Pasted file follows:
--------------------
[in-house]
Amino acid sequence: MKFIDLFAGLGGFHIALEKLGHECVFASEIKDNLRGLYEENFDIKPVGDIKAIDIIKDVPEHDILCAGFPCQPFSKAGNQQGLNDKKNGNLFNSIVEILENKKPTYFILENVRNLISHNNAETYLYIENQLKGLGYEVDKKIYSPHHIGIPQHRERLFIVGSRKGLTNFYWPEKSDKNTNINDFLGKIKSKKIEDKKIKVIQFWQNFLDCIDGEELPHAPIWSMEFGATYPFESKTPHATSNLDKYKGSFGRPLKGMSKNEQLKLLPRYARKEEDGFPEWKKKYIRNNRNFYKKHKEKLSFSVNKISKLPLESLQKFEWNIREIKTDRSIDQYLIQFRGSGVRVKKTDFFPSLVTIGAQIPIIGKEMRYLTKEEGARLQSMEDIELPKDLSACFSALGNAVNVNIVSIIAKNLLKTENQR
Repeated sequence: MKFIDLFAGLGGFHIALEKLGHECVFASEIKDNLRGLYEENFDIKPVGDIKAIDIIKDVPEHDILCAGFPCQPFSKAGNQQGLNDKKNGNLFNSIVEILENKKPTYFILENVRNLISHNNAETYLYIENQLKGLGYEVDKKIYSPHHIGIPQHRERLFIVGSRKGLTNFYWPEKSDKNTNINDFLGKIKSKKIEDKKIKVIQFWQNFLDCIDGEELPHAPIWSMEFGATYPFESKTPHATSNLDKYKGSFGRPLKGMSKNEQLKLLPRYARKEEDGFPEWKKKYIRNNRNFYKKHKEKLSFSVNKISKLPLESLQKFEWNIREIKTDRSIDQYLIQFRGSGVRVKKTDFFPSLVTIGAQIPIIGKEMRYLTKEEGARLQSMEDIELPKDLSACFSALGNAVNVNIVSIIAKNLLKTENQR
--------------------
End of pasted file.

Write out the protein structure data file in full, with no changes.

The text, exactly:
[in-house]
Amino acid sequence: MKFIDLFAGLGGFHIALEKLGHECVFASEIKDNLRGLYEENFDIKPVGDIKAIDIIKDVPEHDILCAGFPCQPFSKAGNQQGLNDKKNGNLFNSIVEILENKKPTYFILENVRNLISHNNAETYLYIENQLKGLGYEVDKKIYSPHHIGIPQHRERLFIVGSRKGLTNFYWPEKSDKNTNINDFLGKIKSKKIEDKKIKVIQFWQNFLDCIDGEELPHAPIWSMEFGATYPFESKTPHATSNLDKYKGSFGRPLKGMSKNEQLKLLPRYARKEEDGFPEWKKKYIRNNRNFYKKHKEKLSFSVNKISKLPLESLQKFEWNIREIKTDRSIDQYLIQFRGSGVRVKKTDFFPSLVTIGAQIPIIGKEMRYLTKEEGARLQSMEDIELPKDLSACFSALGNAVNVNIVSIIAKNLLKTENQR
Repeated sequence: MKFIDLFAGLGGFHIALEKLGHECVFASEIKDNLRGLYEENFDIKPVGDIKAIDIIKDVPEHDILCAGFPCQPFSKAGNQQGLNDKKNGNLFNSIVEILENKKPTYFILENVRNLISHNNAETYLYIENQLKGLGYEVDKKIYSPHHIGIPQHRERLFIVGSRKGLTNFYWPEKSDKNTNINDFLGKIKSKKIEDKKIKVIQFWQNFLDCIDGEELPHAPIWSMEFGATYPFESKTPHATSNLDKYKGSFGRPLKGMSKNEQLKLLPRYARKEEDGFPEWKKKYIRNNRNFYKKHKEKLSFSVNKISKLPLESLQKFEWNIREIKTDRSIDQYLIQFRGSGVRVKKTDFFPSLVTIGAQIPIIGKEMRYLTKEEGARLQSMEDIELPKDLSACFSALGNAVNVNIVSIIAKNLLKTENQR